Michelle and I just finished reading The Botany of Desire by Michael Pollan. It was good. He can get a little rambling at times, but overall it was entertaining and enjoyable. The book follows the relationships between people and four plants, through history. The four plants are: apples, tulips, cannabis, and potatoes. It pairs with them four desires, respectively: sweetness, beauty, intoxication, and control. The connections are more than a little tenuous, but the histories are certainly worth examining. The apple chapter in particular has inspired me to learn more about hard cider (since it turns out that’s largely what Johnny “Appleseed” Chapman’s apples were used for, all across 19th century America). And who can resist an examination of cannabis’s relationship with humans, written at least partially while stoned?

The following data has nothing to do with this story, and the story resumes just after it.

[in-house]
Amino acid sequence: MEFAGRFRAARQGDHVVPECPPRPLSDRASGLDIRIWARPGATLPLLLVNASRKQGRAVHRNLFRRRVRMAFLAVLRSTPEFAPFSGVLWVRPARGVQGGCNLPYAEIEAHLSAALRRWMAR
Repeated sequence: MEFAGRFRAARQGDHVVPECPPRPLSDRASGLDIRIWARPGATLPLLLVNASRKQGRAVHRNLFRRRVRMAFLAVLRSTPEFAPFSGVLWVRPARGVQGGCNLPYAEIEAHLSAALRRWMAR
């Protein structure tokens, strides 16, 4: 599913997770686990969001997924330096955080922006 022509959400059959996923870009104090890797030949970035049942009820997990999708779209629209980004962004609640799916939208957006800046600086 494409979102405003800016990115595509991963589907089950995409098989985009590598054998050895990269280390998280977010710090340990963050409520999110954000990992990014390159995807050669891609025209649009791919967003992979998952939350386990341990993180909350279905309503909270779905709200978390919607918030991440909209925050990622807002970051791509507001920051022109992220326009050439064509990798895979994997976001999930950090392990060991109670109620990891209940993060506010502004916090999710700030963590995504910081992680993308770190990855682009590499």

One theme Pollan has touched on repeatedly, in this book and his others, is the competition between Apollonian and Dionysian impulses in nature and society. Apollo representing order and control, Dionysus wildness and chaos, both being utterly necessary for civilization to be dynamic and persistent, for knowledge to increase and broaden through time. E.g. our Apollonian monocultures of Russet Burbank potatoes are vulnerable because of their uniformity, but are also productive and economically efficient. The Andean potato farmers of antiquity grew dozens of different varieties in different micro climates, all the while allowing the plants to hybridize with the local wild potatoes, maintaining a possibly less productive, but certainly more diverse and robust system of potato cultivation, in which new biological innovation was constantly taking place, and in which the farmers were well protected against catastrophic collapse in any one year… unlike the potato farmers of Ireland in the 1840s. The potato chapter in particular focuses largely on a very recent interaction with the potato: the introduction of a genetically engineered variety called the “New Leaf” by Monsanto, that produces Bt toxin to guard the plant against the Colorado potato beetle and other insect pests. Continue reading We need more Dionysian Science